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New CBN Capital: 25 Banks Need N3.89trn Fresh Funds To Meet Requirements

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Based on the recent capital requirements issued by the Central Bank of Nigeria (CBN) for commercial, non-interest, and merchant banks on Thursday night, 25 banks operating in Nigeria will need to raise a minimum of N3.894 trillion in fresh capital to comply with the new minimum capital base. However, the apex bank has been advised to be vigilant against the influx of illicit funds that may be directed towards the capitalization efforts of the banks.

The CBN had previously announced at the Bankers Dinner in Lagos last year that it would initiate a recapitalization effort for the banking industry to support the country’s goal of achieving a $1 trillion economy under the leadership of President Bola Ahmed Tinubu. The recent directive, led by Dr. Olayemi Cardoso at the CBN, significantly increases the required capital base for commercial, non-interest, and merchant banks in the country.

Under the new requirements, commercial banks with international licenses are mandated to have a capital base of N500 billion, while their national and regional counterparts are required to have capital bases of N200 billion and N50 billion, respectively. Similarly, the capital base for national non-interest banks has been raised to N20 billion, regional non-interest banks to N10 billion, and merchant banks to N50 billion.

Although the status of some banks with holding company structures remains unclear, nearly all banks, except for two regional non-interest banks, currently meet the new capital base requirement. Taj Bank and Lotus Bank both have more than the required N10 billion to continue operations. However, the total paid-up capital and share premium of the 25 surveyed banks amount to N2.049 trillion, indicating a shortfall of N3.894 trillion to meet the new capital base.

Regarding the capital base, Ayokunle Olubunmi, Head of Financial Institutions at Agusto & Co, emphasized the need for caution to ensure that the industry is not infiltrated by illicit funds. He stressed the importance of robust oversight and regulatory functions by the CBN to prevent the laundering of funds from terrorism, corruption, and other illegal activities through bank recapitalization.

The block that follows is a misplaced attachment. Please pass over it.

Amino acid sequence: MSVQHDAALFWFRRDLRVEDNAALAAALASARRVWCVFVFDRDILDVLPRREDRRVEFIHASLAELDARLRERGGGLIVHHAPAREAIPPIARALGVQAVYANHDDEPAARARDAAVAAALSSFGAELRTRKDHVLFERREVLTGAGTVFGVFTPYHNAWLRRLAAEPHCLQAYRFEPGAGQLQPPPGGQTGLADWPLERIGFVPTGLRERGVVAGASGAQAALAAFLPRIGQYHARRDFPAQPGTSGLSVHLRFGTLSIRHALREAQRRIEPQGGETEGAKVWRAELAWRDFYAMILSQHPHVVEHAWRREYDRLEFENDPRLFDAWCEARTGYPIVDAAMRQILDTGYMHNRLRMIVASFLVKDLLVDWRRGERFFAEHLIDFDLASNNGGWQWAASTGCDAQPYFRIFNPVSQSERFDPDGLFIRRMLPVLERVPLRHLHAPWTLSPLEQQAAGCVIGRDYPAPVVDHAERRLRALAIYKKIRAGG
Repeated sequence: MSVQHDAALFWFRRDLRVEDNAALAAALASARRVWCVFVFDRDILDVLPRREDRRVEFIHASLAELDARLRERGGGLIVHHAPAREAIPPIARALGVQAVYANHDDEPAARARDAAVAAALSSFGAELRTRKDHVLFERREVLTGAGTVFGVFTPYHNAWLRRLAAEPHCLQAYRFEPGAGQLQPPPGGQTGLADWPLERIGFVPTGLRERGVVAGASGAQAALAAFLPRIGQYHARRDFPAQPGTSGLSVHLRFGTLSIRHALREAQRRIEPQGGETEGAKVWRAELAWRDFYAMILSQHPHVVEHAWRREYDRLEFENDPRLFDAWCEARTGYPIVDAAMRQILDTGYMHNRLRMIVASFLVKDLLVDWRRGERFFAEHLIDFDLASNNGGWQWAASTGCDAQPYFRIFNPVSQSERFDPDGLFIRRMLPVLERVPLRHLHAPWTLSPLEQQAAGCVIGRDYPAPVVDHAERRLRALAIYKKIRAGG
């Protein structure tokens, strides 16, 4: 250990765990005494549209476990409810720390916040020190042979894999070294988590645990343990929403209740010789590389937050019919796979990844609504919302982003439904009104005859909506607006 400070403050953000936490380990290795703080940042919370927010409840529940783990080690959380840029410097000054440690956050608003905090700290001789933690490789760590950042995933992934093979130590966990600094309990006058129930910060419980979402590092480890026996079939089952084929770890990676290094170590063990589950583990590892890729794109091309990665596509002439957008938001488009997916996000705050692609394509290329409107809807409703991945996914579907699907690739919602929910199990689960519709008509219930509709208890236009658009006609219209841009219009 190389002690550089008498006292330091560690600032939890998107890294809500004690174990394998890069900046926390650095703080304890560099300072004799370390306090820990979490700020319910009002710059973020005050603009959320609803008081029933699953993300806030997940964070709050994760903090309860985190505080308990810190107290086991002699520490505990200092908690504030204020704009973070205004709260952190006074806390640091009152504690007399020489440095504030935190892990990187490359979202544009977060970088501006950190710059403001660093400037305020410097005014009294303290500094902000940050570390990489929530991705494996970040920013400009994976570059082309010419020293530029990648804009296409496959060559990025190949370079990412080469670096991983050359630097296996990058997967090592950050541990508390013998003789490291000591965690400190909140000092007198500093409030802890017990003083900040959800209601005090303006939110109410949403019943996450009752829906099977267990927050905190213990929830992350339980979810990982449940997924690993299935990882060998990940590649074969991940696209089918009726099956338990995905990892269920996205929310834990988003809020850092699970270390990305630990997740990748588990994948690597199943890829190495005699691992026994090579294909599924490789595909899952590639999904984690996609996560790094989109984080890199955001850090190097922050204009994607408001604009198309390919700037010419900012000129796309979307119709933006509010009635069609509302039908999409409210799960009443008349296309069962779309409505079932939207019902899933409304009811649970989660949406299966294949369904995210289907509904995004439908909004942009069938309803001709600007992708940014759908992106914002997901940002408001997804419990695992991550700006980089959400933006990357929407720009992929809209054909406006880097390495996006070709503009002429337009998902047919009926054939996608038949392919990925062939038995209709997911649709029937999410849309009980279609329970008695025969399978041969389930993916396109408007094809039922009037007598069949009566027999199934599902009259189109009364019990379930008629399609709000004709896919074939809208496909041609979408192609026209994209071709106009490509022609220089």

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Olubunmi also highlighted the importance of strategic partnerships and mergers among banks to meet the new capital requirements. He urged banks to carefully consider potential mergers to ensure alignment of vision and prevent detrimental impacts on their brands.

Ronke Akinyemi, Group Head of Global Markets at Parthian Partners, expressed optimism about the impact of the recapitalization requirements on the financial system’s resilience. She anticipated increased foreign direct investments, which could stabilize the naira, and expected rounds of capital raises and mergers among banks to meet the new requirements.

David Adnori, Vice President of Highcap Securities Limited, emphasized the need to evaluate banks’ paid-up capital and share premium to assess their capacity to meet the new requirements. He noted that banks with international operations face significant challenges due to the depreciation of the naira and emphasized the importance of balancing capital allocation between the banking sector and the productive sector.